Plastic Surgery Research Council
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PSRC 60th Annual Meeting

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Donor-Recipient Chimeric Cell Transplantation as a Novel Rescue Therapy for Acute Radiation Syndrome: A Preliminary Report
Grzegorz Kwiecien, MD, Joanna Cwykiel, MSc, Maria Madajka, PhD, Adam Bobkiewicz, MD, Safak Uygur, MD, Maria Siemionow, MD, PhD, DSc.
Cleveland Clinic, Cleveland, OH, USA.

Victims of nuclear disasters present with acute radiation syndrome as a result of exposure to ionizing radiation. Impairment of immune system with subsequent sepsis is the most common cause of mortality. Following high exposure, stem cell transplantation is the only effective treatment but it carries several risks and access to stem cell sources is insufficient in case of extremely high demands. Therefore there is an urgent need to develop new effective therapies of acute radiation syndrome. The aim of this study was to test efficacy of ex-vivo created donor-recipient chimeric cells (DRCC) in reconstitution of bone marrow compartment following total body γ-irradiation (TBI).

Sixteen Lewis (RT1l) rats were exposed to sublethal dose (7Gy) of Cs-137 TBI. Irradiated rats were divided into 4 experimental groups (n=4 each) based on therapeutic approach: Group 1 - no intervention; Group 2 - normal saline injection; Group 3 - allogeneic bone marrow transplantation (BMT) [ACI (RT1a)]; and Group 4 - DRCC transplantation [ACI/LEW (RT1a/RT1l]. Saline as well as cellular therapeutics were delivered into the femoral bone at 6 hours following TBI. DRCC were created by ex-vivo fusion of bone marrow cells derived from fully MHC mismatched LEW (RT1l) and ACI (RT1a) donors. Briefly, donor and recipient cells were isolated, separately stained with the PKH26 and PKH67 fluorescent dyes, fused with polyethylene glycol (PEG) and sorted by flow cytometry. Cells presenting double staining were transplanted in a dose 10-12 x 106. All animals received supportive treatment with prophylactic antibiotics, fluids, and softened food during 90-days follow-up. Blood samples were evaluated using hemocytometer at 0, 5, 10, 20, 30, 40, 60 and 90 days after TBI. Reconstitution of CD3, CD4, CD8a, CD45RA, CD90 and CD11b/c positive cell populations was assessed by flow cytometry and donor specific chimerism was detected by PCR.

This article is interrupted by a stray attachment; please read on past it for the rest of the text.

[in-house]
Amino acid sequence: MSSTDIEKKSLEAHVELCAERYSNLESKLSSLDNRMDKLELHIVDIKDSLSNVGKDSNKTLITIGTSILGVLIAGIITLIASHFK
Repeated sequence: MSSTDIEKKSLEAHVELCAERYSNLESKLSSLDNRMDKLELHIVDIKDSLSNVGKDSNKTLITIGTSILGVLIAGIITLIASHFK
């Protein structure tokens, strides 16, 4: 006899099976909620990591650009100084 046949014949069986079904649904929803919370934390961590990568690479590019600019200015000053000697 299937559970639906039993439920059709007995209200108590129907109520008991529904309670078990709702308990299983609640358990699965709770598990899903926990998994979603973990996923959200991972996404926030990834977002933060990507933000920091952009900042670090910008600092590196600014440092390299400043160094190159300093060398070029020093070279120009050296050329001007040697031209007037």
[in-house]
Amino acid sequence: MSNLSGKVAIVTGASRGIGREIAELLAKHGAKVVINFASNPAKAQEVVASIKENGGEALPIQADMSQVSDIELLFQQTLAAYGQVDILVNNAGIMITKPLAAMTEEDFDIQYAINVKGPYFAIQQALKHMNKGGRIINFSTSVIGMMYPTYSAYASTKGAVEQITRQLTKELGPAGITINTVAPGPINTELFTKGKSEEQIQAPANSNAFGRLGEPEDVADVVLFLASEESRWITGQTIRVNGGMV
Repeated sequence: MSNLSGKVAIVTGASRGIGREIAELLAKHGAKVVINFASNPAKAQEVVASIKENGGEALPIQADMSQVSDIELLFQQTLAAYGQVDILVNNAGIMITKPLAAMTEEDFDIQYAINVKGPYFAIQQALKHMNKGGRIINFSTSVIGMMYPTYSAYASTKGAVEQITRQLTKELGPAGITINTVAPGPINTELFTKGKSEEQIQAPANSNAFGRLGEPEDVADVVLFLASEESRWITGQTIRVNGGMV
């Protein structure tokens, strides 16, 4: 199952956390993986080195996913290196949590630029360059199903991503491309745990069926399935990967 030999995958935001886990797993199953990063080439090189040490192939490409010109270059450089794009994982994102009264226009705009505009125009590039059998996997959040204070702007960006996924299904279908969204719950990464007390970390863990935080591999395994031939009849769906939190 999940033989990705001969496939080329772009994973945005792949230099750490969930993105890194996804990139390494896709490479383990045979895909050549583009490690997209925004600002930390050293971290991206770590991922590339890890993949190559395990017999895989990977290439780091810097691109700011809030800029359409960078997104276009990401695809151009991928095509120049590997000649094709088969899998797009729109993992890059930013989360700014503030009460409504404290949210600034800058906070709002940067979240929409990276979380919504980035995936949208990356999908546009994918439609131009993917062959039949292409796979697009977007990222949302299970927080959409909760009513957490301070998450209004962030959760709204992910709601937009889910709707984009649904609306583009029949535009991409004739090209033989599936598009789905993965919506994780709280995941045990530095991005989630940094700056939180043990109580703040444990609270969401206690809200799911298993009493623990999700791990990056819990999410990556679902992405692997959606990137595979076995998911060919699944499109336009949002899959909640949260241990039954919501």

We have successfully created DRCC by ex-vivo fusion of bone marrow derived cells. Survival rates in groups without cellular therapy (Groups 1-2) was 75%, in Group 3 treated with BMT was 50%, and in Group 4 treated with DRCC was 100%. Clinical signs of graft versus host disease (GVHD) were observed in 50% of animals that received BMT. Hematologic analysis revealed markedly increased peripheral leukocyte counts in DRCC treated animals between day 20th and 60th following transplantation, whereas red blood cell and platelet counts did not differ between groups. Differential counts confirmed regenerative effect of DRCC on both the lymphocyte and polymorphonuclear cell lineages. Evaluation of CD3, CD4, CD8a, CD45RA, CD90 and CD11b/c positive cells by flow cytometry as well as PCR assessment of donor-specific chimerism are currently in progress.

Transplantation of DRCC after ionizing radiation exposure proved to be the most effective rescue therapy against acute radiation syndrome, as confirmed by 100% of recipients’ survival and expedited recovery of the hematopoietic system without developing GVHD. Our novel approach of DRCC transplantation may act as a bridging therapy supporting hematopoietic recovery and ameliorating injuries in patients exposed to the harmful effects of radiation.

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